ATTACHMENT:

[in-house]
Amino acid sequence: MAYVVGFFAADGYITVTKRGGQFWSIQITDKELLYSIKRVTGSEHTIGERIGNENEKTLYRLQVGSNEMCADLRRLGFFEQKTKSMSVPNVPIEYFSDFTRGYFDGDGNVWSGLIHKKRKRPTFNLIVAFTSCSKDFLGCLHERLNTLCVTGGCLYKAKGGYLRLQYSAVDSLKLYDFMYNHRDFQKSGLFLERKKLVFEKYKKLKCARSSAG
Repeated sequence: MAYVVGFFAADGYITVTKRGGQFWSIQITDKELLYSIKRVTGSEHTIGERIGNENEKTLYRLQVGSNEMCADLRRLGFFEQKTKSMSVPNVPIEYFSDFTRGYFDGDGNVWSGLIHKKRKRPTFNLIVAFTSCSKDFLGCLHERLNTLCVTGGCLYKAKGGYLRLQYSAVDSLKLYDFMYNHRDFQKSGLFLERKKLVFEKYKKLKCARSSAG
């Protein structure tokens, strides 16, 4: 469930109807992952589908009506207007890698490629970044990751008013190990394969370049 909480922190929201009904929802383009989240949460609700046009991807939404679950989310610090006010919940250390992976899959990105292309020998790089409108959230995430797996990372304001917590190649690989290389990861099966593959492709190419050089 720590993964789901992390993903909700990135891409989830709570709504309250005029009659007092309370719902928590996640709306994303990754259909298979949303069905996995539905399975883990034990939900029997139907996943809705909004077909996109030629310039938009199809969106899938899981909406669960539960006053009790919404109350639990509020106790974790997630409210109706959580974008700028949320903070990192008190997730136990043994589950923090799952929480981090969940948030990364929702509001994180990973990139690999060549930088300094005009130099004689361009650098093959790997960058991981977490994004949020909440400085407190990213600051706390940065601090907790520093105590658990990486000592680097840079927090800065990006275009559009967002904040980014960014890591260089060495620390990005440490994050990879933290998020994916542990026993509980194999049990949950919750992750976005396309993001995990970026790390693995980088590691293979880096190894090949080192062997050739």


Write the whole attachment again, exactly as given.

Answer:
[in-house]
Amino acid sequence: MAYVVGFFAADGYITVTKRGGQFWSIQITDKELLYSIKRVTGSEHTIGERIGNENEKTLYRLQVGSNEMCADLRRLGFFEQKTKSMSVPNVPIEYFSDFTRGYFDGDGNVWSGLIHKKRKRPTFNLIVAFTSCSKDFLGCLHERLNTLCVTGGCLYKAKGGYLRLQYSAVDSLKLYDFMYNHRDFQKSGLFLERKKLVFEKYKKLKCARSSAG
Repeated sequence: MAYVVGFFAADGYITVTKRGGQFWSIQITDKELLYSIKRVTGSEHTIGERIGNENEKTLYRLQVGSNEMCADLRRLGFFEQKTKSMSVPNVPIEYFSDFTRGYFDGDGNVWSGLIHKKRKRPTFNLIVAFTSCSKDFLGCLHERLNTLCVTGGCLYKAKGGYLRLQYSAVDSLKLYDFMYNHRDFQKSGLFLERKKLVFEKYKKLKCARSSAG
């Protein structure tokens, strides 16, 4: 469930109807992952589908009506207007890698490629970044990751008013190990394969370049 909480922190929201009904929802383009989240949460609700046009991807939404679950989310610090006010919940250390992976899959990105292309020998790089409108959230995430797996990372304001917590190649690989290389990861099966593959492709190419050089 720590993964789901992390993903909700990135891409989830709570709504309250005029009659007092309370719902928590996640709306994303990754259909298979949303069905996995539905399975883990034990939900029997139907996943809705909004077909996109030629310039938009199809969106899938899981909406669960539960006053009790919404109350639990509020106790974790997630409210109706959580974008700028949320903070990192008190997730136990043994589950923090799952929480981090969940948030990364929702509001994180990973990139690999060549930088300094005009130099004689361009650098093959790997960058991981977490994004949020909440400085407190990213600051706390940065601090907790520093105590658990990486000592680097840079927090800065990006275009559009967002904040980014960014890591260089060495620390990005440490994050990879933290998020994916542990026993509980194999049990949950919750992750976005396309993001995990970026790390693995980088590691293979880096190894090949080192062997050739």